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Remembering a Towering Figure in the School of Engineering Annals and Naval History

A Memorial Day Tribute

The tale of the USS Jeanette, a Navy ship that set out to reach the North Pole in 1879, includes all the elements of an epic adventure: brutal forces of nature, unspeakable hardships, clashes of will, almost unimaginable bravery, and the thin line between death and survival. It also includes one of our alumni, George W. Melville.

When the ship set sail from San Francisco through the Bering Strait and into the Arctic Ocean, Melville, who had graduated from what was then known as Brooklyn Collegiate and Polytechnic Institute in 1861, was aboard as its chief engineer.

“He was certainly a larger-than-life character,” Hampton Sides, the author of The Kingdom of Ice: The Grand and Terrible Polar Voyage of the USS Jeannette, has asserted. “He could fix anything — the kind of guy that usually had a welding torch in his hand. He would take machines apart and rebuild them, or cannibalize other machines for parts.”

Melville’s mechanical skills — along with his strength of character and leadership abilities — would be sorely tested during that ill-fated expedition.

The ship became mired in the polar ice pack, where it remained for almost two harrowing years before sinking just north of the 75th parallel and the remote New Siberian Islands. Captain George Washington De Long ordered the crew to abandon ship, and the ragtag band of 33 men set off across the slush and ice dragging three lifeboats and scanty provisions until, after three months, they finally found open water that might take them to Siberia and safety.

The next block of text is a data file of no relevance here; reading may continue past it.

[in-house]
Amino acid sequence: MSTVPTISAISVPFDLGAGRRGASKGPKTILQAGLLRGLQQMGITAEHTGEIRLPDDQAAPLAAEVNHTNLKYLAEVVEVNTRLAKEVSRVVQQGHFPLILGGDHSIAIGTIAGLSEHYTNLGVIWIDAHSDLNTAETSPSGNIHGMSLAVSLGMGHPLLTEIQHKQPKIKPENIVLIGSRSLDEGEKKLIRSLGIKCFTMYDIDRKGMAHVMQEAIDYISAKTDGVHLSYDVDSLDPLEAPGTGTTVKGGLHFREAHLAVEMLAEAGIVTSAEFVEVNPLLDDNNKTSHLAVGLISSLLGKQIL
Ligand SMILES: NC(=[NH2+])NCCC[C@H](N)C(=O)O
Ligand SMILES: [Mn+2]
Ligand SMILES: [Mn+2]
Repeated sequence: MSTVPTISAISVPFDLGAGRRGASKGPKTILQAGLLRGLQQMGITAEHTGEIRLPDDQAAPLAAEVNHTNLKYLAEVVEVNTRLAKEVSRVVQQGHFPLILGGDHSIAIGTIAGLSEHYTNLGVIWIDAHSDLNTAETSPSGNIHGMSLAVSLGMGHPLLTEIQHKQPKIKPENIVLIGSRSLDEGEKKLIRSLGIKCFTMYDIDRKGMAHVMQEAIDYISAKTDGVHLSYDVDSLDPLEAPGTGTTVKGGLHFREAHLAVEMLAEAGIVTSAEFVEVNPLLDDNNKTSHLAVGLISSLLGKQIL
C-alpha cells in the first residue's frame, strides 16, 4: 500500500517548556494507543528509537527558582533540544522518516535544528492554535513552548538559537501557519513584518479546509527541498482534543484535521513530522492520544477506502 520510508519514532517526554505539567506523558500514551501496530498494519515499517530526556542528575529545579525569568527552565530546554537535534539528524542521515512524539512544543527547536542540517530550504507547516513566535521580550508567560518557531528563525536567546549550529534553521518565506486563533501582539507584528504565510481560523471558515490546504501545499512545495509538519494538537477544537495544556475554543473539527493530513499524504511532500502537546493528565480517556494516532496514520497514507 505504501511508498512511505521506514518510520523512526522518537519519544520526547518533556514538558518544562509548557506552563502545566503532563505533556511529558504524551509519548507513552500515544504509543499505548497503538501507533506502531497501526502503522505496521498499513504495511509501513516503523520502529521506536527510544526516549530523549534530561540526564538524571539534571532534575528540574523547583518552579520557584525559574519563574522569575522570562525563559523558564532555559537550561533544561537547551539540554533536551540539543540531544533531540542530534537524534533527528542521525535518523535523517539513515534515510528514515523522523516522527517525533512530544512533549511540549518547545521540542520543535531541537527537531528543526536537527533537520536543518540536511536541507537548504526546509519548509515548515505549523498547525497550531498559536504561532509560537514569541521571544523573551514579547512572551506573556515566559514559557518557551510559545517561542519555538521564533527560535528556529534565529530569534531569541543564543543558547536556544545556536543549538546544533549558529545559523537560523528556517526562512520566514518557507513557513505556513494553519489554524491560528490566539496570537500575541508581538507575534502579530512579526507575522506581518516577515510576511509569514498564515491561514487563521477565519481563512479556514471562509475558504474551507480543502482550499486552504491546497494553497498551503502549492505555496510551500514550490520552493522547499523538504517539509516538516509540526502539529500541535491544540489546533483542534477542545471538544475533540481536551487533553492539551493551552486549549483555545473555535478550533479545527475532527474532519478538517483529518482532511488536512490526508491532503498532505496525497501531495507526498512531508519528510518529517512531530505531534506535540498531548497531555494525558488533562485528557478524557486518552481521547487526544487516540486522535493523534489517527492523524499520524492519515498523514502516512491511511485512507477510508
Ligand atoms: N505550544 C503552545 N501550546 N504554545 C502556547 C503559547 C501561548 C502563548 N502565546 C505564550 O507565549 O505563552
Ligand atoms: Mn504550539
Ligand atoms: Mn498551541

Borrow In the Kingdom of Ice: The Grand and Terrible Polar Voyage of the USS Jeannette from NYU Libraries

Melville, whom Sides described as “stoic and tough as nails,” was placed in command of one boat, which managed to reach the delta of the Lena River and was rescued. With the others presumably dead, he then led an expedition that recovered records from the Jeanette as well as the remains of De Long and several other seamen. (Amazingly, Melville was undaunted by his ordeal and returned to the Artic in 1884, aboard the USS Thetis.)

Melville, who was awarded a Congressional Gold Medal for his actions during the Jeanette expedition, was appointed Engineer in Chief of the Navy in 1900, and he retired from that post with the rank of rear admiral three years later. Over the course of his time in the military, he supervised the designs for 120 new ships, greatly modernizing the fleet with such innovations as the water-tube boiler, the triple-screw propulsion system, vertical engines, and floating repair ships, and among his other important contributions was the establishment of the Engineering Experiment Station (EES) in Annapolis, where machinery and equipment designed for Navy ships could be tested thoroughly before installation. (Multiple sources have detailed how hard he fought to win the $400,000 appropriation to build the facility.)

Melville died on March 17, 1912. He has been honored with a statue at the Philadelphia Naval Base, and two ships have been named for him, a destroyer and an oceanographic research vessel. He still stands as an exemplar of bravery, engineering know-how, and service to his fellow man.